Flashback Romance –  Lucy Mason (reviewed by Dave Franklin)

I have to say that I haven’t looked forward to an album release from the more mainstream end of the music market for a long time, as much as I have Flashback Romance. Though the word mainstream might not be the best to sum up Lucy Mason’s drifting and sumptuous sonic charms. For although there is a modern indie cool and a contemporary accessibility here that should easily find her lauded in all of the more conventional places and her singles frequent visitors to the charts, that alone isn’t really what sets her apart from the current indie-pop pack.

There is certainly enough, mainly female, artists who have swapped the more solid state sounds of the pop market for the dreamlike and hazy trappings that used to be the unique hallmark of innovators such as Kate Bush and Bat For Lashes. But again Lucy Mason still stands out even in this rarefied company. And it comes down to one vital thing. She has great songs. It’s easy enough to just soften the edges of your pop song, to drape subtle textures over a lazy dance groove but nothing so workaday is going on here.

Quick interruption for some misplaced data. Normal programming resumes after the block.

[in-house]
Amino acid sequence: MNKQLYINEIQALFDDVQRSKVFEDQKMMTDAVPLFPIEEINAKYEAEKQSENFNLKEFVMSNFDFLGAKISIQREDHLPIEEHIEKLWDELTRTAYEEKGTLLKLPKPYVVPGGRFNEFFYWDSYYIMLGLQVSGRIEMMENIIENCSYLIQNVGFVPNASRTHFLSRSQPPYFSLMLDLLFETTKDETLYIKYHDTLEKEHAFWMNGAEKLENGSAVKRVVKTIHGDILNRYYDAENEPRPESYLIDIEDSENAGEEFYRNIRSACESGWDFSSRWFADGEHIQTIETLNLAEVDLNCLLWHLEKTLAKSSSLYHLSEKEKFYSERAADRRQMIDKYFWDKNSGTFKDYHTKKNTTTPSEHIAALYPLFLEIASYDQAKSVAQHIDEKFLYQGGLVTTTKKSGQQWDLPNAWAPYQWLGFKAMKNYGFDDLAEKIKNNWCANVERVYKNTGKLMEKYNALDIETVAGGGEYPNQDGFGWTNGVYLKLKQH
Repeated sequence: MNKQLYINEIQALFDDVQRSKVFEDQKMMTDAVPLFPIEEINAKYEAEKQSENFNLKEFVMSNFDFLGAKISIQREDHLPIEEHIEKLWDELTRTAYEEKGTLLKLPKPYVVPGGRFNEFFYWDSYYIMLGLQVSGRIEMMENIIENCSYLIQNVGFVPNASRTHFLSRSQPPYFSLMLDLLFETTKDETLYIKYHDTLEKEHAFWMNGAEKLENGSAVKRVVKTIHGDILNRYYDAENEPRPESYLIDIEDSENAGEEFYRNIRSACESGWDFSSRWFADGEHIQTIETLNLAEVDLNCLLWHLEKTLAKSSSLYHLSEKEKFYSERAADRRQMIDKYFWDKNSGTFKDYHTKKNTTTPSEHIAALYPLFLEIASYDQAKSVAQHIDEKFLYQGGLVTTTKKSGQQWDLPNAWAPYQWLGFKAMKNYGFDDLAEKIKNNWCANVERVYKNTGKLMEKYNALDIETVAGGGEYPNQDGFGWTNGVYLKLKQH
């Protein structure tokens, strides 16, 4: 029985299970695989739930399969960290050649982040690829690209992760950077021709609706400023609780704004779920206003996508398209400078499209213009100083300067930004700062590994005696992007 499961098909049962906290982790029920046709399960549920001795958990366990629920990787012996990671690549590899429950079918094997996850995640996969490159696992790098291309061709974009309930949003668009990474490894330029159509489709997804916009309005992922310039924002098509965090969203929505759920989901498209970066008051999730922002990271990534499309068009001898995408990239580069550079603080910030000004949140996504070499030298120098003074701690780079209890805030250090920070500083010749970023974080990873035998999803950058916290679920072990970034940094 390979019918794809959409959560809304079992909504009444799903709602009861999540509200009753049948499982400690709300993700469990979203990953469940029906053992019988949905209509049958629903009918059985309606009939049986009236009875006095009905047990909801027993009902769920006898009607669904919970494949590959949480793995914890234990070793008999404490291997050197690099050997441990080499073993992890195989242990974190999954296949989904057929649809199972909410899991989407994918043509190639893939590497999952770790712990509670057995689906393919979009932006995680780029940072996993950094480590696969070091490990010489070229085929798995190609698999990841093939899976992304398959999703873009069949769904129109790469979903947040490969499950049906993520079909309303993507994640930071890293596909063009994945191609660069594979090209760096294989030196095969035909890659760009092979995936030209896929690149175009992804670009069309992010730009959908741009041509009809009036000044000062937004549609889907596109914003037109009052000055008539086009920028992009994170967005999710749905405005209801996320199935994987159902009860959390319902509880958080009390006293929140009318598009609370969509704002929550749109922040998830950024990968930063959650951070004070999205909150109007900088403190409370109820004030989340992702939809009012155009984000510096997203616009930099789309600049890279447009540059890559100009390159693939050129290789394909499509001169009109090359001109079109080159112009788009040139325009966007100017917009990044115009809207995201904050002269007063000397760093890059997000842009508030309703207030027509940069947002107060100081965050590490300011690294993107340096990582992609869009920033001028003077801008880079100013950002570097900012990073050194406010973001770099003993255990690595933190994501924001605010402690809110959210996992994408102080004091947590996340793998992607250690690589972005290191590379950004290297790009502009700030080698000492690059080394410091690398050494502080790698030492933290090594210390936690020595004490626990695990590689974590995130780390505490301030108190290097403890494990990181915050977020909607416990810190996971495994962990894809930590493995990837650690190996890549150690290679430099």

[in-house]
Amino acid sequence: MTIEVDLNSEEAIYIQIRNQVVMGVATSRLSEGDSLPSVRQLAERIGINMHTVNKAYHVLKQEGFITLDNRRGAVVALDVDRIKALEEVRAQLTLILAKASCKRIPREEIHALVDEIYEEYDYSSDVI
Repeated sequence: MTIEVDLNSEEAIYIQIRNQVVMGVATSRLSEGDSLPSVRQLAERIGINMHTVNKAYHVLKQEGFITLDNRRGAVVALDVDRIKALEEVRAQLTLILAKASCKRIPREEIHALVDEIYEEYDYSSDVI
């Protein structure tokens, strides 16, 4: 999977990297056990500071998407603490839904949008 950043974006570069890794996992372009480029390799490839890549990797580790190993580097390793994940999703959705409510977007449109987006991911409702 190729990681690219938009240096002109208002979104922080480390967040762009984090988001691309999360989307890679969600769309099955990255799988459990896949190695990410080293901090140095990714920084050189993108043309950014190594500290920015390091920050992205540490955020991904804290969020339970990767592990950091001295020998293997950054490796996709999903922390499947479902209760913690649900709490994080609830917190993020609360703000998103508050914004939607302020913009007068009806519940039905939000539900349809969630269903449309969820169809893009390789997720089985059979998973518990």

Flashback Romance is instead filled with memorable tunes, ones that may echo the sound of dream-pop past but which at the same time are building a solid new future.  Sunday is a pulsing and minimal ballad, one draped in emotive vocals and spacious beauty, the title track itself a more conventional but no less stunning piano piece and recent single 3am reminds us that whilst looking for the sound of tomorrow she is also more than able to rival the classics of the past.

This is an album built on elegance and eloquence, on space and restraint, on gorgeousness and emotion but holds together through confidence and conviction and in the strength of the songs from their well crafted structure to their gorgeous textures and treatment. There was a time when pop music was as well thought out as any other genre before it become a throw-away sugar rush and an undignified race for position built on style rather than substance. Flashback Romance reminds us that it doesn’t have to be this way.

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